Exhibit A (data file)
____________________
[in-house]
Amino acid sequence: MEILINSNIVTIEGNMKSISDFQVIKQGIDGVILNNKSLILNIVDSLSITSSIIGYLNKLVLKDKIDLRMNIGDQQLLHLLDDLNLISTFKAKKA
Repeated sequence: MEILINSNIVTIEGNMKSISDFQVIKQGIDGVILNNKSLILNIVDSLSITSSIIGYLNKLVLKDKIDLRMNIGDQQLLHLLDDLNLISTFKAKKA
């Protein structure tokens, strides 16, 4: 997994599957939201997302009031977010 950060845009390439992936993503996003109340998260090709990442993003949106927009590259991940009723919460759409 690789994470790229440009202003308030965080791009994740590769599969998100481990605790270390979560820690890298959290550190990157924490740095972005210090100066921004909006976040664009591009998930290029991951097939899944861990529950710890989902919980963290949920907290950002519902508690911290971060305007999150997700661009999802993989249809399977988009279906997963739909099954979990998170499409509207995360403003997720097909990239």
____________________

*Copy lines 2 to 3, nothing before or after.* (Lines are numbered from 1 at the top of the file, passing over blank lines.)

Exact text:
Amino acid sequence: MEILINSNIVTIEGNMKSISDFQVIKQGIDGVILNNKSLILNIVDSLSITSSIIGYLNKLVLKDKIDLRMNIGDQQLLHLLDDLNLISTFKAKKA
Repeated sequence: MEILINSNIVTIEGNMKSISDFQVIKQGIDGVILNNKSLILNIVDSLSITSSIIGYLNKLVLKDKIDLRMNIGDQQLLHLLDDLNLISTFKAKKA